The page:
Daily Meditation Helps Arthritis Patient With Chronic Pain

Ingrid Hein

October 24, 2018

Raquel Masco, who suffers from polyarthritis, at ACR 2018. (Source: Darbe Rotach, Medscape)

The day she got rear-ended by an 18-wheeler in 2017, Raquel Masco finally got a diagnosis for her pain, after more than 10 years of suffering.

"I don't know why he took his foot off the break at a red light," she said. But after an MRI at the hospital after the accident, Masco was given a diagnosis of inflammatory polyarthritis.

The previous decade had been difficult. She first noticed bald spots on her head when she was 33, she said, and "I had this weird pattern on my face." However, "x-rays and blood tests came back fine." Over the years, suffering with fatigue, difficulty getting out of bed, and pain, she knew something was wrong.

In 2016, she was given a diagnosis of osteoarthritis but no explanation for her other symptoms, and prescribed indomethacin and ibuprofen for the pain. As a single mom, "you just keep on going," she told Medscape Medical News. You "just suck it up."

But "I knew I wasn't making it up," she said. There were days when she was so sapped of energy that she had to crawl up the stairs.

Toothache a Path to Meditation

Just after her diagnosis, Masco, who is executive director and cofounder of SingleMoms Created4Change Advocacy and Empowerment Center, found herself with a really bad toothache.

Through her suffering, she told herself, "I need to center myself and breathe." It helped. Having tried meditation with her friend, a yoga instructor, she thought it would be good to explore the practice further for her chronic pain.

"I've always had a racing mind. In the beginning, when I began to meditate, I was a control freak. It took time to learn to surrender to the process," she said. Today, Masco does a daily meditative walk in the mornings, "even in the rain," and in the afternoon, she closes her office door and does a sitting meditation.

"It helps me have more control over my mental health, and helps me live with chronic pain," she told Medscape Medical News. Meditation helps her "accept" what is going on in her body and gives her more control over the pain.

Masco described how meditation helps her during her patient-poster presentation at the American College of Rheumatology 2018 Annual Meeting in Chicago.

Another Component of Disease

As a patient, it's important to address what living with this disease does to you, she said. "You feel lost or you feel it's a punishment when the medication isn't a cure-all."

Of course, an evidence-based approach is important, she acknowledged, "but there's another component. I'm more than just science. There's a part of me that medication can't help."

Masco started taking duloxetine (Cymbalta) earlier this year, along with ibuprofen, but still uses meditation to help her get through the chronic pain.

"Meditation takes the focus off the pain and everything that's going on and brings me to a more centered place as a person and as a woman," she explained. It helps her know that there's more to her than chronic illness and pain. "I'm a person beyond this pain. Focusing on the breath, on the breath of life inside of me, I can be in a higher place, one that is the opposite of the pain."

In addition to meditation, Masco participates in patient and facilitated support groups online. "I do Lupus Chat regularly," she reported. She also volunteers at the Arthritis Foundation.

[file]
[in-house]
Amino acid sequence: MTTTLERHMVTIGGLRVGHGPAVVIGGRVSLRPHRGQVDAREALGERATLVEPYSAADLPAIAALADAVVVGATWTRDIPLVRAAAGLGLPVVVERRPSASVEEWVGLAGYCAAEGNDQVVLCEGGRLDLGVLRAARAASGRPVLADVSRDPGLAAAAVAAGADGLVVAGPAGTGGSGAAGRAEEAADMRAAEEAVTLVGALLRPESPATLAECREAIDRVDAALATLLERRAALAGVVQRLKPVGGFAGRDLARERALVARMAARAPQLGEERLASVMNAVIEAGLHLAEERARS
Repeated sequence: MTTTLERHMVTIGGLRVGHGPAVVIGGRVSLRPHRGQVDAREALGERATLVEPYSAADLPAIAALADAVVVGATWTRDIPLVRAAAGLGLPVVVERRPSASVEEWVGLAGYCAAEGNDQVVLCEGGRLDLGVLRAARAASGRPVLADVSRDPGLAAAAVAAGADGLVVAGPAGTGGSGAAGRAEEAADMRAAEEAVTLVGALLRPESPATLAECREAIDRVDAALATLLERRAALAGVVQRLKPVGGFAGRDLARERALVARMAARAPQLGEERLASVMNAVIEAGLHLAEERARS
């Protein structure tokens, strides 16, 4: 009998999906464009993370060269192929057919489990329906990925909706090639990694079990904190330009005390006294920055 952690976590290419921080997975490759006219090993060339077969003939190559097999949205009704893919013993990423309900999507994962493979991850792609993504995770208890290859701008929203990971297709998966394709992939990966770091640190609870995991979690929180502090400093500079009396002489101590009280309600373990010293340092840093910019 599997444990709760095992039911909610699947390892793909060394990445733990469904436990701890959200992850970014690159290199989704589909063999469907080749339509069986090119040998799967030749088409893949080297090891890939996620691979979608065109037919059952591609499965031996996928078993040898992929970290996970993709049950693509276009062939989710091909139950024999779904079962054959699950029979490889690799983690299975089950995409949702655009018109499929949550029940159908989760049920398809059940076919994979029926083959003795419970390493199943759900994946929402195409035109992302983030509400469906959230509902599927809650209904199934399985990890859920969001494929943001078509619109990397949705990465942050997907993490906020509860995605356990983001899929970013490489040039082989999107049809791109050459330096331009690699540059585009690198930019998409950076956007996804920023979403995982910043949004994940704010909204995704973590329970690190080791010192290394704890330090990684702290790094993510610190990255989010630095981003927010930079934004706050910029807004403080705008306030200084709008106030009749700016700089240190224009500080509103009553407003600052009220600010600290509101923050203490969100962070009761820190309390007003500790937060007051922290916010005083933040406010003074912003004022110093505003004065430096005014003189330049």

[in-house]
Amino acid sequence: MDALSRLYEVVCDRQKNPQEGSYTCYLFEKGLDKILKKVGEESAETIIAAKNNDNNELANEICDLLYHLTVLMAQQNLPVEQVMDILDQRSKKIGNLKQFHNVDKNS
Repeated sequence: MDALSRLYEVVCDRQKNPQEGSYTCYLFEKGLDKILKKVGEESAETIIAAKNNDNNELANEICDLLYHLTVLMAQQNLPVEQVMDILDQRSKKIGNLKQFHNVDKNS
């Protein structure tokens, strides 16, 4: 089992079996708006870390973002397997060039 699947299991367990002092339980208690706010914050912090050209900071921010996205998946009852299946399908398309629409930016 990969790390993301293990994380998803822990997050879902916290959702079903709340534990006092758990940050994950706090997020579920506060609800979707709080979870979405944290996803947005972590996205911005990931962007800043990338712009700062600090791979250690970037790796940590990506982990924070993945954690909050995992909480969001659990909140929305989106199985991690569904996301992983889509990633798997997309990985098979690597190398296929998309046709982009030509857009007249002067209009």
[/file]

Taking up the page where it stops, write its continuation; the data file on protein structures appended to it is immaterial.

"Meditation takes the focus off the pain and everything that's going on," Masco told Medscape Medical News. (Source: Darbe Rotach, Medscape)

More Education Needed

More education about meditation would be helpful for patients with chronic pain. "Not everyone understands what it is," said Masco. "We need to take that sort of mythical cultish perception off of it." It could help if it was suggested by a doctor; there could be brochures in doctors' offices.

It is important for doctors to encourage patients who want to try different approaches to disease management, as long as they are not physically harmful, she added.

"From one skeptic to another; I can tell you, there are real benefits to it," she said.

You have to do it because you really want to try it, not because you think it's a fad, she said. "You have to do it at your own pace and find what really works for you. Give yourself space and compassion to grow and to learn — to surrender to the process."

Masco still has disease flares. Chronic pain can be discouraging and it's important to find things that are uplifting, she said. "Find a support group; talking to people who understand what you are going through is a vital part of healing."

Scientific Approach to Mindfulness and Meditation

It is notoriously difficult to find scientific evidence supporting the benefits of meditation, but providers need alternatives to offer patients in chronic pain, especially in light of the ongoing opioid crisis.

In a study presented earlier this year at the American Pain Society meeting, response to treatment improved when patients with chronic low back pain who were prone to catastrophizing took up mindfulness meditation, as reported by Medscape Medical News.

And a 2017 study, also reported by Medscape Medical News, showed that short-term physical functioning was significantly better with mindfulness stress-reduction therapy than with usual care, although improvements were not sustained over the long term.

Masco has disclosed no relevant financial relationships.

American College of Rheumatology (ACR) 2018 Annual Meeting: Presented October 21, 2018.

Follow Medscape Rheumatology on Twitter @MedscapeRheum and Ingrid Hein @ingridhein


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